Select Page

I finished Irving’s latest novel this morning. I’ve read all of his books. I liked some more than others. I wonder what is biographical and what isn’t; for instance, there is always a significant role played be a bear. “Twisted River” isn’t a very linear book, but it was still well written and easy to follow and flip back and forth. Often times within a page you would be thirty or more years apart. Towards the end (I mean really at the end) I got a valuable clue about how he must write (I imagine it to be true), and that is by starting at the end. He says something about how can you write if you don’t know where you’re going.

All of his books are tragic, most with a somewhat happy ending, if perhaps bittersweet (emphasis on bitter), and this is no different. It was a lovely ending, but you find yourself wishing that it didn’t have to take so long. Three fourths or so of the way through the book, one of the characters dies and it was that kind of a part of a book where you must stop so that the emotional impact can attenuate to the point where it is safe to read on. I found the ending to be of a similar impact, only in reverse.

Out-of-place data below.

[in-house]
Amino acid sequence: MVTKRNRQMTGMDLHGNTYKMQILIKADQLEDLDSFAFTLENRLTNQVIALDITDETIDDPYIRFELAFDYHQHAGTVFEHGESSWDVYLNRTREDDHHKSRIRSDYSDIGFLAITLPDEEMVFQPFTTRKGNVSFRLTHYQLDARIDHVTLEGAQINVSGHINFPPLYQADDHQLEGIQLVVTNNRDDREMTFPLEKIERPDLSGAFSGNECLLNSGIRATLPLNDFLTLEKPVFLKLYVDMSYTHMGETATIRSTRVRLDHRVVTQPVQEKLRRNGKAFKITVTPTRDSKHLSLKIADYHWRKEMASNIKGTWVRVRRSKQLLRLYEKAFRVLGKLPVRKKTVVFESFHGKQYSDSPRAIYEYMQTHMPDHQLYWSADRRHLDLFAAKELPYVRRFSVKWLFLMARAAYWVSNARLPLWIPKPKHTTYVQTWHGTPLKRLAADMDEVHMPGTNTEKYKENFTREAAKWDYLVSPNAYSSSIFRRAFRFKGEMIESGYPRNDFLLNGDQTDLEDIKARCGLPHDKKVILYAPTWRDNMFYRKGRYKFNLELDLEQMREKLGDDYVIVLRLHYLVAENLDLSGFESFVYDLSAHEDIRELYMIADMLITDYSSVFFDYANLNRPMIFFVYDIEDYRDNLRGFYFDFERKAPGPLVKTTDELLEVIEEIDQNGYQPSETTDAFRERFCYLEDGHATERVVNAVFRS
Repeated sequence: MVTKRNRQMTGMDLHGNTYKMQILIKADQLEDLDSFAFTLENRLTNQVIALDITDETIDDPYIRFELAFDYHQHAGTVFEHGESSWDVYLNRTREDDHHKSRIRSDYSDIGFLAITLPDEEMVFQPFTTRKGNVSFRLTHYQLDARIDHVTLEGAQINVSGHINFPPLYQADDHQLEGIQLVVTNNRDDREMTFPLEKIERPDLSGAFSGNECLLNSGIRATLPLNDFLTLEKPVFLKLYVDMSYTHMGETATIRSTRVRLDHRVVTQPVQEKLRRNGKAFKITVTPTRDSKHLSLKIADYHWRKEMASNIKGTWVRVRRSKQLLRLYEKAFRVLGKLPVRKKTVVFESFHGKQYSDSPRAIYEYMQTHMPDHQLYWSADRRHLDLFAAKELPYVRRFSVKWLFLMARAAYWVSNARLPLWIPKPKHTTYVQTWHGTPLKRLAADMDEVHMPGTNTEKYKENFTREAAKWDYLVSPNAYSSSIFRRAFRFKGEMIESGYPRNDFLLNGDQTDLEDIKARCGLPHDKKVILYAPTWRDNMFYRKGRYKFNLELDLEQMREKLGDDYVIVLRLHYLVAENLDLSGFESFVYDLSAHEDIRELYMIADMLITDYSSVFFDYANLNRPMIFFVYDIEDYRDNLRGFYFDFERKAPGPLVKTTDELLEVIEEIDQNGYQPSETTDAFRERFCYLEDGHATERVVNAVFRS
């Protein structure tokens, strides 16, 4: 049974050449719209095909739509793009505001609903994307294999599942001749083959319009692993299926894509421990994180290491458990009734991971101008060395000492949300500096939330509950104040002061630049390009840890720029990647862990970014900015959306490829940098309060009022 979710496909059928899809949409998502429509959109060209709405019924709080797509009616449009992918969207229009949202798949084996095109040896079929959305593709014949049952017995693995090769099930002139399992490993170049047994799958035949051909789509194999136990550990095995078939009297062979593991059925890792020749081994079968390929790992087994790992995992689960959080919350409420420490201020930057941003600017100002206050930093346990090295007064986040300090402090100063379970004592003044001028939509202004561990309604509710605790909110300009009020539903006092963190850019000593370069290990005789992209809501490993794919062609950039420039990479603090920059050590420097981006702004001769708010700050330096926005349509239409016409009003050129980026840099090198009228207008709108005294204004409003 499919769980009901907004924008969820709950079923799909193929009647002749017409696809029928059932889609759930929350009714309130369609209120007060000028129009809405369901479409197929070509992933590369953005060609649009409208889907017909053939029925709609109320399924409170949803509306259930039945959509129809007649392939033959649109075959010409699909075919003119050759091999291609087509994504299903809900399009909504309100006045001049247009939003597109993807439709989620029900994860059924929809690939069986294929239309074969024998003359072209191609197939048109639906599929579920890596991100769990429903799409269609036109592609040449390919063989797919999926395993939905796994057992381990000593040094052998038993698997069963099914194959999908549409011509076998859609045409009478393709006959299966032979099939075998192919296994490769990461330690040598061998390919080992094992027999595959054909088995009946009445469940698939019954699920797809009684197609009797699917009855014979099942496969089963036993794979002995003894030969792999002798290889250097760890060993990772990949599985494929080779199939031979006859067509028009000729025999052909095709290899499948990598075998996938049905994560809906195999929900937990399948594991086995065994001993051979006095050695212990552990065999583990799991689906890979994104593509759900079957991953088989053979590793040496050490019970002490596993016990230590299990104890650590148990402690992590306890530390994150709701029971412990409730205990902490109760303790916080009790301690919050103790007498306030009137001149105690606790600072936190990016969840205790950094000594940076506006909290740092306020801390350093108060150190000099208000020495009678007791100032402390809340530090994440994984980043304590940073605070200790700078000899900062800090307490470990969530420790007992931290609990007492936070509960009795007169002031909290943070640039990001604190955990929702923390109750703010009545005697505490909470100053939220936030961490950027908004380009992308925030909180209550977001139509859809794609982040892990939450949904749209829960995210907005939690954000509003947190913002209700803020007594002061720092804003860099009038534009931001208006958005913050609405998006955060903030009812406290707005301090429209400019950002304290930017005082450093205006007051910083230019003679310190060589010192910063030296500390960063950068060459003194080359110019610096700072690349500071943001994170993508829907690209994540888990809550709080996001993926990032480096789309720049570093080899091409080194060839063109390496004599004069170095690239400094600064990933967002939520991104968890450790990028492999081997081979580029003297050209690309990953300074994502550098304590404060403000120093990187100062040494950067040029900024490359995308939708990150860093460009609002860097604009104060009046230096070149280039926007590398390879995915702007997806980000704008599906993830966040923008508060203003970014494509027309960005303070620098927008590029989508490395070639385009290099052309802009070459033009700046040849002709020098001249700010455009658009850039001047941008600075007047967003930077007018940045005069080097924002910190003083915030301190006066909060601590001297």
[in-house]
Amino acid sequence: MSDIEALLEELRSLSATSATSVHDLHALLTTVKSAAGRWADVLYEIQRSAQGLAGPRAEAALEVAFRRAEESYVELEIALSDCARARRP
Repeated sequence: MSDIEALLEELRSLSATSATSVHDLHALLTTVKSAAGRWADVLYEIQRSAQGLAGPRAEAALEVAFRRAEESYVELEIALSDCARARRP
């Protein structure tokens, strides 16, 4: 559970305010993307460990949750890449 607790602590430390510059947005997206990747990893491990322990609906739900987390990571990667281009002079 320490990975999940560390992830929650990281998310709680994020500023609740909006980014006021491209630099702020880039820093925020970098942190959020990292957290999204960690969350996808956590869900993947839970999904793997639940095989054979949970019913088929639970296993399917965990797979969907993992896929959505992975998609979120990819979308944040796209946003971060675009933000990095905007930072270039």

My main problem with the book is the obvious fact that J. Irving suffers mightily from Bush Derangement Syndrome (BDS). There are snippets of BDS throughout the book that are easy enough to overlook; but, the last fifty pages are packed with BDS that have no part in the story other than a J. Irving rant in which he insults everyone who doesn’t share his liberal left wing-nut viewpoint–he’s the only smart one who “gets it;” everyone else is a stupid, fucking idiot (I think this is fairly verbatim, but I refuse to re-read it for clarification).

Bottom line is that I salute J. Irving, despite his extremist views, because he has a knack for touching the reader in that special place that mass market pulp fiction writers rarely do. This is what I admire about him, and a few other authors that readily come to mind, like Wally Lamb and the guy who wrote “Cutting for Stone,” Abraham Verghese. I only wish I could do it.